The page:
Pierre Cadéac

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Pierre Cadéac (fl. 1538–1558) was a French composer and probably singer of the Renaissance, active in Gascony. He wrote both sacred and secular vocal music, and had his music published in Paris and Lyons. His most famous work was the chanson Je suis deshéritée, which many later composers, including Lassus and Palestrina, used as a basis for parody masses.

Life[edit]

He was most likely from the small town of Cadéac, in the southern part of Gascony near the Pyrenees, as suggested by his name. All that is known about his life is that he was choirmaster in Auch, the historical capital of the region, in 1556, as mentioned on the title page of Du Chemin's publication of his Missa Alma Redemptoris Mater. A poem by Bernard du Poey, published in 1551, also mentions him as being resident in Auch, but does not give his employment or any other details.[1] In 1538 Jacques Moderne published some of his chansons in Lyons; this is the earliest date of activity known for Cadéac, but his location or employment at that time are not known.

Music and influence[edit]

Cadéac wrote music in most of the vocal forms of the time and place, including secular chansons, motets, mass settings, Magnificats, and one isolated setting of the Credo (part of the mass). A total of 11 chansons, 24 motets, eight settings of the mass, and four of the Magnificat survive. His chansons seem to be his earliest work, and he turned to sacred music later in his career. Pierre Attaingnant (in Paris) and Jacques Moderne (in Lyons) published most of his chansons between 1538 and 1541. One of them became extraordinarily famous: Je suis deshéritée was widely distributed, and composers as diverse as Jean Maillard in France, Nicolas Gombert in the Habsburg chapel and the Low Countries, Orlande de Lassus in Bavaria, and Palestrina in Italy all used it as source material for masses later in the century.[1][2]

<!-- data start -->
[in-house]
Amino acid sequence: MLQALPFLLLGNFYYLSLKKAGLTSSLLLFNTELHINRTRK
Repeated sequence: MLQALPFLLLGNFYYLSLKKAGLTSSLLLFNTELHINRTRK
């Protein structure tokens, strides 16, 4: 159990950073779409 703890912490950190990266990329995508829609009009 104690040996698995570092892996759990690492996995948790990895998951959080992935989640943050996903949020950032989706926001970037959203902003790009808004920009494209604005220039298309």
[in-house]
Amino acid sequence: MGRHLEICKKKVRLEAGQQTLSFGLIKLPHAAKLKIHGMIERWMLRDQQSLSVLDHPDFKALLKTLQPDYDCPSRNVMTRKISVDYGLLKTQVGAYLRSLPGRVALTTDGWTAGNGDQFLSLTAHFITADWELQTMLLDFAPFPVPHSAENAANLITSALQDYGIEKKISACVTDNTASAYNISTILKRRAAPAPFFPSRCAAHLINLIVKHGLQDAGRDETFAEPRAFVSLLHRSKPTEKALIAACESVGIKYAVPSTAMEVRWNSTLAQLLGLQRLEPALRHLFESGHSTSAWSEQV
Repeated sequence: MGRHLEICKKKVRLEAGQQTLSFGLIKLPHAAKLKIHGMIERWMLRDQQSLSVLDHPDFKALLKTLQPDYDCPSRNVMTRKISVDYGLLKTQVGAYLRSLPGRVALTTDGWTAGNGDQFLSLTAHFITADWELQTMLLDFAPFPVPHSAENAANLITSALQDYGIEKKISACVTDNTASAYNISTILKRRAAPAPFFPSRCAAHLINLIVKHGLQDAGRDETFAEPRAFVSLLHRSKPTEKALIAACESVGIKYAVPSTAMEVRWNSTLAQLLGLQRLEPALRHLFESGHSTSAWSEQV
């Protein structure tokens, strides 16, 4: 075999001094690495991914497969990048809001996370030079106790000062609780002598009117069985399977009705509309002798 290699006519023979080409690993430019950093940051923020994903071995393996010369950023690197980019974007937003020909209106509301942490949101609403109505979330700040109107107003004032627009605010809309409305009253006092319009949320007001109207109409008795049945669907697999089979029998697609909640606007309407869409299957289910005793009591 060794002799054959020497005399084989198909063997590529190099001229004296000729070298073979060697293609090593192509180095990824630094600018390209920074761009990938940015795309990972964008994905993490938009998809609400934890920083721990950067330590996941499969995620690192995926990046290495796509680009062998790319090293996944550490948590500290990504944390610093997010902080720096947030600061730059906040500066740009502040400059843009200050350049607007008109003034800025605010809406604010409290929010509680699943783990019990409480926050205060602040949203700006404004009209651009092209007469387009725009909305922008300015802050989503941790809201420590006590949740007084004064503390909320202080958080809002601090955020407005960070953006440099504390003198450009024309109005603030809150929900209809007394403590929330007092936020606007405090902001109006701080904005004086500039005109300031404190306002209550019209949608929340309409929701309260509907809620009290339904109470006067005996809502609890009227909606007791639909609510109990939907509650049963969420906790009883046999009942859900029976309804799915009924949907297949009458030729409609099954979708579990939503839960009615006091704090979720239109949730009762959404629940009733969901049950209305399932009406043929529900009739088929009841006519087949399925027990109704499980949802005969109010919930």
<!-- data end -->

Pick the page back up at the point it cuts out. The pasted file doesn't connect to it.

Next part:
The distribution of his motets was also extraordinary, with copies found in places as remote from their Gascon origin as Madrid, Strasbourg, Nuremberg, Venice, and Kraków, Poland. According to Grove,[1] a version of his chanson Je suis deshéritée has been found in England, fitted with English words ("Oure Father, God Celestiall"), though in fact the words are in the distinct Scots language, not English. (It is a translation of the Lord's Prayer, though the original is not so reverent: "I'm broke. Go tell my friend" is the gist of the opening stanza.)

Cadéac's musical style originated from the homophony and simplicity prevalent in the 1530s, especially in the Parisian chanson at the time of Clément Janequin, with clear diction, short phrases, general avoidance of dense polyphony, and abundant parallel imperfect intervals. He used these same simple textures in his sacred music, textures which contrasted considerably with the dense counterpoint being written by the Netherlanders of his generation (composers such as Nicolas Gombert).[1]

Most of his motets appeared in 1555, in a publication by Le Roy & Ballard, Petri Cadeac musici excellentissima moteta. The 18 pieces in this set are for from four to six voices. This publication was the biggest single print of his music of the time.

References[edit]

Notes[edit]

  1. ^ a b c d Bernstein, Grove online
  2. ^ Nugent, Grove online

External links[edit]